Straight Talk: FRCP Rule Changes in Layman’s Terms

by Exterro, Inc.
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Here at Exterro, we recently closed a multi-year software licensing opportunity with a large city government.  We began talking with them about their acquisition of e-discovery software in April of this year, and from the very onset they kept saying, “Our goal is to have software implemented by December 1, 2015 when the amendments to the FRCP (Federal Rules of Civil Procedure) take effect.”  But there’s nothing in the amendments that state, “City governments must have e-discovery software solution up and running by December 1, 2015.”  So what was really driving this prospective (and now current) client, and how might the same impetus be meaningful to you?

This blog entry is for the legal layman, so we’ll start here.  The Federal Rules of Civil Procedure (which I’m going to refer to as “The Rules”) are a large body of rules which are written and recommended by a committee and ultimately approved by the Supreme Court.  Simply put, The Rules prescribe how federal lawsuits are governed.  The Rules are constantly evolving and many parts of The Rules change every few years.  (That is, the periodic amendments to The Rules are not exclusive to e-discovery, there just happens to be a few revisions to the FRCP that impact e-discovery this time around.)   The Rules are intentionally vague, with the idea that judges are not to be constrained by a rigid set of directives, and ultimately, judicial rulings will determine what The Rules really mean and how they are to be applied. There are many who will try to explore what exactly the rule changes mean, but there’s very little that can be definitely known at this point about the impact of these changes, and it may be several years before anyone really knows (by which time, they are likely to be changed yet again).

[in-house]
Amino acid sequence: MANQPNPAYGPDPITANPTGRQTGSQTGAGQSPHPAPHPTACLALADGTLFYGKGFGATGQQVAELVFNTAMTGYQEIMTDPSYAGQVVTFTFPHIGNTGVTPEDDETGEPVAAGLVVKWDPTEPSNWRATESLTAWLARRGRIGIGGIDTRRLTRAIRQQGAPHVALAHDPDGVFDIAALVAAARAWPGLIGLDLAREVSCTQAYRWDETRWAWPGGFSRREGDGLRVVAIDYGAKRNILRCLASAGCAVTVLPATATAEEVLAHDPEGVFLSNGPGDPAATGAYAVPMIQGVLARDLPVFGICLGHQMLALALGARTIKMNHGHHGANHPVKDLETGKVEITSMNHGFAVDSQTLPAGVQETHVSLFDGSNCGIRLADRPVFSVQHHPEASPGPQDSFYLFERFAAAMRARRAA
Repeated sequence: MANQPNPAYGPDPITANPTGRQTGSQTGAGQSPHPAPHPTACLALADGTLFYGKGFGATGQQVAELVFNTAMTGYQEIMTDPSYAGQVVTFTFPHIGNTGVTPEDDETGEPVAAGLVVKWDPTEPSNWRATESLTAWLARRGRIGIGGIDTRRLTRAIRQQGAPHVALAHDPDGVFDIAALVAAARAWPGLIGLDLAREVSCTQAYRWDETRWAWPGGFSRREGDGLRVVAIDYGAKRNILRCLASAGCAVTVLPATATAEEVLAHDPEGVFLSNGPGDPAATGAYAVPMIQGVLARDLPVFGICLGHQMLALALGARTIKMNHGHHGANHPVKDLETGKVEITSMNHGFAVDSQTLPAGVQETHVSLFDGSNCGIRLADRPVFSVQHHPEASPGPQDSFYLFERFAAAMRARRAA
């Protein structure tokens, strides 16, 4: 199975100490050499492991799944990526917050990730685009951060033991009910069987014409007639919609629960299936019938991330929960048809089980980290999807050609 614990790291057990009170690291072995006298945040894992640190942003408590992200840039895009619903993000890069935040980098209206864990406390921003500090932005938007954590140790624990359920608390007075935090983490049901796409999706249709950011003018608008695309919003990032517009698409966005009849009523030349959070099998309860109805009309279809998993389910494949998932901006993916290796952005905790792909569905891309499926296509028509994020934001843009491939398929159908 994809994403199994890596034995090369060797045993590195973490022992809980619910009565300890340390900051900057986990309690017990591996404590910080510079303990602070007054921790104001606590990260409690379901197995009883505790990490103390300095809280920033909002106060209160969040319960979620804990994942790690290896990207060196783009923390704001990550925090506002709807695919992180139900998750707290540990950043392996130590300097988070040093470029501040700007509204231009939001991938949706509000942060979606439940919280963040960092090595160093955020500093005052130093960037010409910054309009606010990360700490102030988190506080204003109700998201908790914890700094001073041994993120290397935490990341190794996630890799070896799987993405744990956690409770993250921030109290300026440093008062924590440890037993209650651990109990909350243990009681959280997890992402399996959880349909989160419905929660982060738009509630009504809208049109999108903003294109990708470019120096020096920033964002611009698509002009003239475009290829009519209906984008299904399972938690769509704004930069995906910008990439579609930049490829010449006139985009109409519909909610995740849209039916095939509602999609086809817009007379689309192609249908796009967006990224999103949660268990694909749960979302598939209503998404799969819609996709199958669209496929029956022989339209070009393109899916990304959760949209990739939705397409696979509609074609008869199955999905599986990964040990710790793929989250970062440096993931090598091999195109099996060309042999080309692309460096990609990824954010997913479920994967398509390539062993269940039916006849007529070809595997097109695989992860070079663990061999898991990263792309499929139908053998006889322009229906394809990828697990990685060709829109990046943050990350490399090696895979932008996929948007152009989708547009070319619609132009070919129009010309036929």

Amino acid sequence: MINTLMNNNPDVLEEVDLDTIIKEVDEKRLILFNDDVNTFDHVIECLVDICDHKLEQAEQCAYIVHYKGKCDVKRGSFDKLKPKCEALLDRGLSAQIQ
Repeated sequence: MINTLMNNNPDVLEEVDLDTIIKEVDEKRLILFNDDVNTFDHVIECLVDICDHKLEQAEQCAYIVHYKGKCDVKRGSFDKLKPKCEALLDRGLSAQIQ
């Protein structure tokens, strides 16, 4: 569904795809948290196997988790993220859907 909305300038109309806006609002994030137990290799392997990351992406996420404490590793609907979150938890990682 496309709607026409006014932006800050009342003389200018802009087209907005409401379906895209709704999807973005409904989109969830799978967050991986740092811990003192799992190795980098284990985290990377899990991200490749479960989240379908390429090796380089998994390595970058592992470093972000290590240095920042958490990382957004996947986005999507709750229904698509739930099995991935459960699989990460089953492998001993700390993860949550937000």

As a bit of a sidebar, I would also note that each state has their own version of the Federal Rules of Civil Procedure.  The Oregon Rules of Civil Procedure, for example, dictate how lawsuits are governed in Oregon state court.  (Whether a lawsuit is at the federal or state level is a lesson for another time.)  Many states closely adopt the federal rules as their state rules, but not all.  It’s important not to assume that The Rules referred to here dictate how all lawsuits are governed.

There are three items of interest as it relates to upcoming changes – one is generic, the other two are specific to e-discovery.

First, the generic rule: #1

On December 1, Rule 1 will state that “These rules should be construed, administered, and employed by the court and the parties to secure the just, speedy, and inexpensive determination of every action and proceeding.”

As described in the Committee note about this rule, this language is intended "to emphasize that just as the court should construe and administer these rules to secure the just, speedy, and inexpensive determination of every action, so the parties share the responsibility to employ the rules in the same way."

So this rule change means that parties need to work together and not prolong the lawsuit in a way that is unjust, slow, or expensive.We also know the reality of what (some) lawyers are capable, which is exactly this. You’ll also notice that there’s no penalty or sanction for not following this rule. However, judges can certainly get fussy about the application (or lack thereof) of this rule, and even admonish the non-complying party in their written opinion. So perhaps this amended rule will be meaningful in the long-run.Perhaps.

The next two changes, for Rules 26(b)(1) and 37(e) are specific to e-discovery.

On December 1, Rule 26(b)(1) will be about limiting the scope of discovery, and will state: